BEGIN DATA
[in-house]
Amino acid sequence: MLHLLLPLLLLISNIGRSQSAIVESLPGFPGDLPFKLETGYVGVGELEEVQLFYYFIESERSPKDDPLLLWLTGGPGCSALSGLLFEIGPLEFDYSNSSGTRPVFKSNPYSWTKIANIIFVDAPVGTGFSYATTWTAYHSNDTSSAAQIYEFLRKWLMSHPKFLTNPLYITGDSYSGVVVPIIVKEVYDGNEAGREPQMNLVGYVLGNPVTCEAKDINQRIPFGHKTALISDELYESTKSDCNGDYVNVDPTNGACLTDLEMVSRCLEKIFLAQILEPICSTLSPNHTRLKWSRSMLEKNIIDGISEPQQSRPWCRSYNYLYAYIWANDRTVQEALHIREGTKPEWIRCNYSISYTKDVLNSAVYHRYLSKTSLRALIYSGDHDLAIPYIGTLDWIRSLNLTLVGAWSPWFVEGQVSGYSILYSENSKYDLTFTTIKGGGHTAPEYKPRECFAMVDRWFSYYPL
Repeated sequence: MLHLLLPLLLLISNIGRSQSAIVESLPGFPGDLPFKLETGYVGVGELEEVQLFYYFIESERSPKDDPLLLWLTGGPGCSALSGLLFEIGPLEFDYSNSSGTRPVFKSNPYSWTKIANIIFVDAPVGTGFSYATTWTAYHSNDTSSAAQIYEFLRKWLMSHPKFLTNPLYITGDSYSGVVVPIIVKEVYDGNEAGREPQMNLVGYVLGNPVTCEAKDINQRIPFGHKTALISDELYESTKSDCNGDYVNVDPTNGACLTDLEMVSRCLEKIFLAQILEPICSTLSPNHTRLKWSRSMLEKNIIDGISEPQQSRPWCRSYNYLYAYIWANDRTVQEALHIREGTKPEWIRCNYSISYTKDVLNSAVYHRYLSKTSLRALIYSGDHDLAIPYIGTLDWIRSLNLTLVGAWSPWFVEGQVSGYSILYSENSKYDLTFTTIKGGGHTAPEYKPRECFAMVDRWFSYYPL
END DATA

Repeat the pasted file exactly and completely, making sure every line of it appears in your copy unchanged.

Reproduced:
[in-house]
Amino acid sequence: MLHLLLPLLLLISNIGRSQSAIVESLPGFPGDLPFKLETGYVGVGELEEVQLFYYFIESERSPKDDPLLLWLTGGPGCSALSGLLFEIGPLEFDYSNSSGTRPVFKSNPYSWTKIANIIFVDAPVGTGFSYATTWTAYHSNDTSSAAQIYEFLRKWLMSHPKFLTNPLYITGDSYSGVVVPIIVKEVYDGNEAGREPQMNLVGYVLGNPVTCEAKDINQRIPFGHKTALISDELYESTKSDCNGDYVNVDPTNGACLTDLEMVSRCLEKIFLAQILEPICSTLSPNHTRLKWSRSMLEKNIIDGISEPQQSRPWCRSYNYLYAYIWANDRTVQEALHIREGTKPEWIRCNYSISYTKDVLNSAVYHRYLSKTSLRALIYSGDHDLAIPYIGTLDWIRSLNLTLVGAWSPWFVEGQVSGYSILYSENSKYDLTFTTIKGGGHTAPEYKPRECFAMVDRWFSYYPL
Repeated sequence: MLHLLLPLLLLISNIGRSQSAIVESLPGFPGDLPFKLETGYVGVGELEEVQLFYYFIESERSPKDDPLLLWLTGGPGCSALSGLLFEIGPLEFDYSNSSGTRPVFKSNPYSWTKIANIIFVDAPVGTGFSYATTWTAYHSNDTSSAAQIYEFLRKWLMSHPKFLTNPLYITGDSYSGVVVPIIVKEVYDGNEAGREPQMNLVGYVLGNPVTCEAKDINQRIPFGHKTALISDELYESTKSDCNGDYVNVDPTNGACLTDLEMVSRCLEKIFLAQILEPICSTLSPNHTRLKWSRSMLEKNIIDGISEPQQSRPWCRSYNYLYAYIWANDRTVQEALHIREGTKPEWIRCNYSISYTKDVLNSAVYHRYLSKTSLRALIYSGDHDLAIPYIGTLDWIRSLNLTLVGAWSPWFVEGQVSGYSILYSENSKYDLTFTTIKGGGHTAPEYKPRECFAMVDRWFSYYPL